National: Blockchain e-voting: Backed by US candidate, hacked in Moscow | Sarah Wray/SmartCitiesWorld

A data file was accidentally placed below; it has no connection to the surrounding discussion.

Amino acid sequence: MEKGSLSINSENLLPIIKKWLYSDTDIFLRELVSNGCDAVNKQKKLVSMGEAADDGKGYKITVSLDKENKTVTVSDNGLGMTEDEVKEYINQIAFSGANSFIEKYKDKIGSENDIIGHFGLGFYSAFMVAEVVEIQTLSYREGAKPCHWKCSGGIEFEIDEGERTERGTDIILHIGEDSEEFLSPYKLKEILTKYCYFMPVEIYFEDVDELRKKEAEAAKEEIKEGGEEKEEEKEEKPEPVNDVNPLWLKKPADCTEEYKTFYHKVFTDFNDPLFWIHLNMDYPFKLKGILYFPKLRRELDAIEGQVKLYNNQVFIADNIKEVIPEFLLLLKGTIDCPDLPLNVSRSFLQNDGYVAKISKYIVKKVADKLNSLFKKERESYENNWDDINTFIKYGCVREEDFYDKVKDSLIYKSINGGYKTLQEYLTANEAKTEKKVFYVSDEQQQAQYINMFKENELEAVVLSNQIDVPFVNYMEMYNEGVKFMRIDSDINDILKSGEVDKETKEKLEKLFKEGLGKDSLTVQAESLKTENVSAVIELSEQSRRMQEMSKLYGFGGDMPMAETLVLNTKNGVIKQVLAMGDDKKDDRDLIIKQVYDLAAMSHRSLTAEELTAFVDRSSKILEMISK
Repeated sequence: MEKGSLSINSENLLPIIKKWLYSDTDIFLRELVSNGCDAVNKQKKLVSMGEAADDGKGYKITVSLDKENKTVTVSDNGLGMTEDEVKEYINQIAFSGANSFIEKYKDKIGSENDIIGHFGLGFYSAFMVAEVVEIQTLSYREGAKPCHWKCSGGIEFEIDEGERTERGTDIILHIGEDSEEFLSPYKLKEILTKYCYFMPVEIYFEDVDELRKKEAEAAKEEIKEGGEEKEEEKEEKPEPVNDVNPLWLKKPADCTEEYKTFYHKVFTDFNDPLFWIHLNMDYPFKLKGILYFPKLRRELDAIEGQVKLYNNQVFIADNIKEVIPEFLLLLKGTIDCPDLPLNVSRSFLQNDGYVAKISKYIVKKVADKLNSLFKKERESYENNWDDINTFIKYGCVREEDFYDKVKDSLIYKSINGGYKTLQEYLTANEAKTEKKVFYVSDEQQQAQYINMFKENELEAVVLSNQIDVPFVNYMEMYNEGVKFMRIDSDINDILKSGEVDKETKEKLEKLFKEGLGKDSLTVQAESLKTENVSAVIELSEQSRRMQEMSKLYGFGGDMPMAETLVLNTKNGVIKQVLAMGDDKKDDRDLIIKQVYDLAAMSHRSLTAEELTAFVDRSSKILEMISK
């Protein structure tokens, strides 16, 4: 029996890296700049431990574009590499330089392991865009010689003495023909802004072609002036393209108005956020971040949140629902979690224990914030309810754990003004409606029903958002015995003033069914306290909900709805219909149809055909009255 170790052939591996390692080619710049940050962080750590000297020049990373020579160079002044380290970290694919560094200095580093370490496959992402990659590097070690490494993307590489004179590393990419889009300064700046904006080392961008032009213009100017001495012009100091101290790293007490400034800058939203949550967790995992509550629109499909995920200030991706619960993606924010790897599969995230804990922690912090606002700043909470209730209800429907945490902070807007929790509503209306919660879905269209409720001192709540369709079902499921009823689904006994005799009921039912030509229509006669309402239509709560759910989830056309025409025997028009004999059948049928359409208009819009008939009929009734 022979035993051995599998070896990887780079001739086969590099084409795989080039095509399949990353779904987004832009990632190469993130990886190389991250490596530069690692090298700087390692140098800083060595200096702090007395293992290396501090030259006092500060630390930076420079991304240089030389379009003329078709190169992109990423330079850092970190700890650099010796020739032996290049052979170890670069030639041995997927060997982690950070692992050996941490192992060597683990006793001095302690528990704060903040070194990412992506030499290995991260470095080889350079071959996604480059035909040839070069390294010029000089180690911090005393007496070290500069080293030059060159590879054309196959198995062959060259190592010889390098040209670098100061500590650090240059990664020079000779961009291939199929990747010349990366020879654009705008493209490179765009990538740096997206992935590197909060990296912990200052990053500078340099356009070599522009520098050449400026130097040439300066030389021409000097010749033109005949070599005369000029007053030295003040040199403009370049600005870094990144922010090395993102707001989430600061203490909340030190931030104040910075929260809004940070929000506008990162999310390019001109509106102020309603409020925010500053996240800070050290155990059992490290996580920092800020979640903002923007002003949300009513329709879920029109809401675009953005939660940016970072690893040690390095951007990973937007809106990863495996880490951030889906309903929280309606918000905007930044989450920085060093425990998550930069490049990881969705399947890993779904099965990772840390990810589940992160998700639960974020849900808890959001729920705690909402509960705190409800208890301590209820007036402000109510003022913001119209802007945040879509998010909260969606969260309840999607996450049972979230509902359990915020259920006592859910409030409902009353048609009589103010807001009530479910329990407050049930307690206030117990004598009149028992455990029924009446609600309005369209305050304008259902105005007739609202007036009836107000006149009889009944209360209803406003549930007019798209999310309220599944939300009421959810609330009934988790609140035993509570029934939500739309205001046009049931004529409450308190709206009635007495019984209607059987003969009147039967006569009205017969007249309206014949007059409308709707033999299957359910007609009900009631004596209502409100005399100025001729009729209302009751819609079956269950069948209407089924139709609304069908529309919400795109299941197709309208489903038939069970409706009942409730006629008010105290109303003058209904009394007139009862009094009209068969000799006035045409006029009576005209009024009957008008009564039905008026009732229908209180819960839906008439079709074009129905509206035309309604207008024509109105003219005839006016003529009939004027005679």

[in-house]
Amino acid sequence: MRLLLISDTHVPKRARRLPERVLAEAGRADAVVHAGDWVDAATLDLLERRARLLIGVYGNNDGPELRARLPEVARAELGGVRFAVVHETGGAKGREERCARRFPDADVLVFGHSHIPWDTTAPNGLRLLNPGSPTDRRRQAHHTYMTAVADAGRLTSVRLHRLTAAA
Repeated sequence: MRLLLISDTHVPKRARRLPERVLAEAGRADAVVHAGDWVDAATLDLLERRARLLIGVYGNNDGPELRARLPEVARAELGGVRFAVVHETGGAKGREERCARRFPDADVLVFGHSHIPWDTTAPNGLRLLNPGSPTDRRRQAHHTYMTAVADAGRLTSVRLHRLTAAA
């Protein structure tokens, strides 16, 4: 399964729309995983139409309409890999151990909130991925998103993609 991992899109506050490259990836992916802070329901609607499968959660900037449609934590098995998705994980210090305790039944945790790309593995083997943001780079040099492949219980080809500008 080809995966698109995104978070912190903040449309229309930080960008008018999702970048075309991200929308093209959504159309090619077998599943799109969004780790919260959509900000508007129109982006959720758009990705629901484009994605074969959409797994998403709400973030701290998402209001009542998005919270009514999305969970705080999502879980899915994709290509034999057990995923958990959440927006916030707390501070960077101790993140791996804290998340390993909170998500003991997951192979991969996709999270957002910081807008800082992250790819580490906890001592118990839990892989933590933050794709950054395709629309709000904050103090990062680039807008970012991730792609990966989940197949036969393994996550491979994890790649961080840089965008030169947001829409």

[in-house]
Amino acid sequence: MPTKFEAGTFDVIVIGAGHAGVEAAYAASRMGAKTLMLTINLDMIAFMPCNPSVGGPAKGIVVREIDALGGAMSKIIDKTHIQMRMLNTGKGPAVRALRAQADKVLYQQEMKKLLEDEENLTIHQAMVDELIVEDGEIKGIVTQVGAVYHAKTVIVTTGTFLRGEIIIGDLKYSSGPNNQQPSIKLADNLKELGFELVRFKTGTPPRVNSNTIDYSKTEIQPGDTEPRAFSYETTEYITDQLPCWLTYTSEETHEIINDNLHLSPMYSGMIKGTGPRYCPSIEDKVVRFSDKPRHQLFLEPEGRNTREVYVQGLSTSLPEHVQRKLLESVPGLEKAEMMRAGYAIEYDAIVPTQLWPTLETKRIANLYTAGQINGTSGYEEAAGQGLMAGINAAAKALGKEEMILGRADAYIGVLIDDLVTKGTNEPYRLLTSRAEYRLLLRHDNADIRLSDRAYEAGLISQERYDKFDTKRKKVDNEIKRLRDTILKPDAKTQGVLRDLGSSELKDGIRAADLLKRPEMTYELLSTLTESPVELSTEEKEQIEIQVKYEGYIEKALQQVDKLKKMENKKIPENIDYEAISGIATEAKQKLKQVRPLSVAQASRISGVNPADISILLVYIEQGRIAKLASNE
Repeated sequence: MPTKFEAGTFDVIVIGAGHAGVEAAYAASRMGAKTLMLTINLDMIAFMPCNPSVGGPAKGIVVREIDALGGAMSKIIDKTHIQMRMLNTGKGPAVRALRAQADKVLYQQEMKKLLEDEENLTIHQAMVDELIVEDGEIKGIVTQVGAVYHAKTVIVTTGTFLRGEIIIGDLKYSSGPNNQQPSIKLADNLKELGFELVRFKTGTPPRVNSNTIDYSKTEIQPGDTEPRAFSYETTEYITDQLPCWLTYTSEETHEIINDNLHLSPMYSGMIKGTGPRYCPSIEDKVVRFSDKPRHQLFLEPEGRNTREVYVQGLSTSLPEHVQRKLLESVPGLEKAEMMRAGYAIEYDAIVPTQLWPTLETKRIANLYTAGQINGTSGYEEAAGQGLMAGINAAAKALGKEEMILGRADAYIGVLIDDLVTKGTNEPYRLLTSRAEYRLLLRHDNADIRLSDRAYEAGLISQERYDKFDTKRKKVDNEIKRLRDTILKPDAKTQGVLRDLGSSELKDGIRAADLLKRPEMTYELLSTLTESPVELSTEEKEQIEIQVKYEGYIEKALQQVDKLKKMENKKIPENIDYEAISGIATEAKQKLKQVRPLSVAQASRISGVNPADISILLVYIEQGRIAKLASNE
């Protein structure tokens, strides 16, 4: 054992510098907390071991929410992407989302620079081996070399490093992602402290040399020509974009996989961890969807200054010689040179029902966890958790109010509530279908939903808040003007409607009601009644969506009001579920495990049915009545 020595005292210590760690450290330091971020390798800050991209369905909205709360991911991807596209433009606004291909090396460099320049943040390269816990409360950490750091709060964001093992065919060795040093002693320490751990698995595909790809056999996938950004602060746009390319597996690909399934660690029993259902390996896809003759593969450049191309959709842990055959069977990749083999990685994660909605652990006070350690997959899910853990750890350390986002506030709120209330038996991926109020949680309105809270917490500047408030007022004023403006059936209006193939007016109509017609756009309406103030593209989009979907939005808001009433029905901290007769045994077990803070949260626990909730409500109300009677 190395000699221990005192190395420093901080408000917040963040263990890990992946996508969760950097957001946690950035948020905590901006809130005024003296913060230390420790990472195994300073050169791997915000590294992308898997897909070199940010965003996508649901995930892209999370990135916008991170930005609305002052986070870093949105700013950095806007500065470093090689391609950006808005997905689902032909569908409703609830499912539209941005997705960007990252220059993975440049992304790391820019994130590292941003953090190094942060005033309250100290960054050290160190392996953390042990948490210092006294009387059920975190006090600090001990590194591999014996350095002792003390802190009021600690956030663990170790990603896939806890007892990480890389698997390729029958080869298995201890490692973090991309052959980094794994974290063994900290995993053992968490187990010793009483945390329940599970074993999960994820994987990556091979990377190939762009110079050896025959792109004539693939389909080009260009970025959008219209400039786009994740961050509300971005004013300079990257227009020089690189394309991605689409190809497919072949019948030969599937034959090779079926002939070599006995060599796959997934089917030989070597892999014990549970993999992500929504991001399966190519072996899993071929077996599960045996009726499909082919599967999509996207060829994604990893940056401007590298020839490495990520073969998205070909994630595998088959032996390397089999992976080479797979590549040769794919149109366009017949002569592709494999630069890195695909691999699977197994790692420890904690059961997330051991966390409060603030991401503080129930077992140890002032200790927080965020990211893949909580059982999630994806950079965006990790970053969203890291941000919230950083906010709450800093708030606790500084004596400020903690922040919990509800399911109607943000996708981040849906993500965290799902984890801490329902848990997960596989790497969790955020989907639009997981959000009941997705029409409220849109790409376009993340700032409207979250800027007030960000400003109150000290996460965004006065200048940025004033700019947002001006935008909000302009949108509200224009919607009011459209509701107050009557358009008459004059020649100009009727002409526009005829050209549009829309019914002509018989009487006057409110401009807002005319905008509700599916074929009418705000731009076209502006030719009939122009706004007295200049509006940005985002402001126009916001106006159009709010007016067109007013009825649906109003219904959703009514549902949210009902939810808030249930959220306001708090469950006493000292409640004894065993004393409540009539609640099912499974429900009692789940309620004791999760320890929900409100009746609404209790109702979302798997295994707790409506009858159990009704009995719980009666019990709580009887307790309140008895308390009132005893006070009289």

The debate over blockchain-based political voting re-emerged recently as Democratic US presidential hopeful Andrew Yang backs the technology to boost voter numbers and security, while a French researcher has hacked into the blockchain-based voting system which officials plan to use next month for the 2019 Moscow City Duma election. On his campaign website, Yang states that voting should be available via mobile devices with verification through blockchain. He argues that modernising voting with decentralised ledger technology could increase security, reduce inconsistent processes between states and restore confidence in democracy. Philip Boucher, a European Policy Research Service (EPRS) policy analyst, explains the theory behind blockchain voting: “In elections, we usually have a central authority that records, checks and counts all of the votes. With blockchain, the process is decentralised so everyone can hold a copy of the full voting record on their own devices. The data is encrypted to protect the identity of individual voters. Illegitimate votes cannot be added and the historical record cannot be changed because everyone holds a copy and can check that all of the votes comply with the rules and are counted properly.” Some have even suggested that in future, blockchain votes could be encoded into ‘smart contracts’ so that the results automatically take effect “like a self-implementing manifesto”. Several countries and local authorities have explored or experimented with the idea of digital voting.Full Article: Blockchain e-voting: Backed by US candidate, hacked in Moscow - Smart Cities World.